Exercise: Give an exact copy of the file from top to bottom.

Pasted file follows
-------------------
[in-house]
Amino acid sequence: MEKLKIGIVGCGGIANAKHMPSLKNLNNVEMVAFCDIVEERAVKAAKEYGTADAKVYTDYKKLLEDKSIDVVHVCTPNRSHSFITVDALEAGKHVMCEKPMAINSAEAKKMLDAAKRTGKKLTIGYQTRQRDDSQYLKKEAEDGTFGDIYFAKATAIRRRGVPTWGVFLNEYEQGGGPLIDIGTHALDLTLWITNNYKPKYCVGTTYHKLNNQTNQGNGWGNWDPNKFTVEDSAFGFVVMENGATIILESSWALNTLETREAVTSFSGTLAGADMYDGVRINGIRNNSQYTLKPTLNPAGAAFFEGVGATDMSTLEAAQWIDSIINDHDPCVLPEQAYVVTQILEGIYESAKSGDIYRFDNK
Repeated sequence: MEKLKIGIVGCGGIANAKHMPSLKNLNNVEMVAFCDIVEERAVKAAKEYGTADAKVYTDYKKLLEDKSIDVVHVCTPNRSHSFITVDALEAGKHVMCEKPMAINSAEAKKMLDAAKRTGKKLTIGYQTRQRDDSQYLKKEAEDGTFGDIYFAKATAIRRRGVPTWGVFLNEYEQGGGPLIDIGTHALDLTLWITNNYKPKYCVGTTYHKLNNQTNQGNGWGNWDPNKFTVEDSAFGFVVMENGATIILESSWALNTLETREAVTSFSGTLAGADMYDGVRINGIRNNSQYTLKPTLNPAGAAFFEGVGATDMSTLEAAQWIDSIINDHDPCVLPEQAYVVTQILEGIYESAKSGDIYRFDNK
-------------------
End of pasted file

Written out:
[in-house]
Amino acid sequence: MEKLKIGIVGCGGIANAKHMPSLKNLNNVEMVAFCDIVEERAVKAAKEYGTADAKVYTDYKKLLEDKSIDVVHVCTPNRSHSFITVDALEAGKHVMCEKPMAINSAEAKKMLDAAKRTGKKLTIGYQTRQRDDSQYLKKEAEDGTFGDIYFAKATAIRRRGVPTWGVFLNEYEQGGGPLIDIGTHALDLTLWITNNYKPKYCVGTTYHKLNNQTNQGNGWGNWDPNKFTVEDSAFGFVVMENGATIILESSWALNTLETREAVTSFSGTLAGADMYDGVRINGIRNNSQYTLKPTLNPAGAAFFEGVGATDMSTLEAAQWIDSIINDHDPCVLPEQAYVVTQILEGIYESAKSGDIYRFDNK
Repeated sequence: MEKLKIGIVGCGGIANAKHMPSLKNLNNVEMVAFCDIVEERAVKAAKEYGTADAKVYTDYKKLLEDKSIDVVHVCTPNRSHSFITVDALEAGKHVMCEKPMAINSAEAKKMLDAAKRTGKKLTIGYQTRQRDDSQYLKKEAEDGTFGDIYFAKATAIRRRGVPTWGVFLNEYEQGGGPLIDIGTHALDLTLWITNNYKPKYCVGTTYHKLNNQTNQGNGWGNWDPNKFTVEDSAFGFVVMENGATIILESSWALNTLETREAVTSFSGTLAGADMYDGVRINGIRNNSQYTLKPTLNPAGAAFFEGVGATDMSTLEAAQWIDSIINDHDPCVLPEQAYVVTQILEGIYESAKSGDIYRFDNK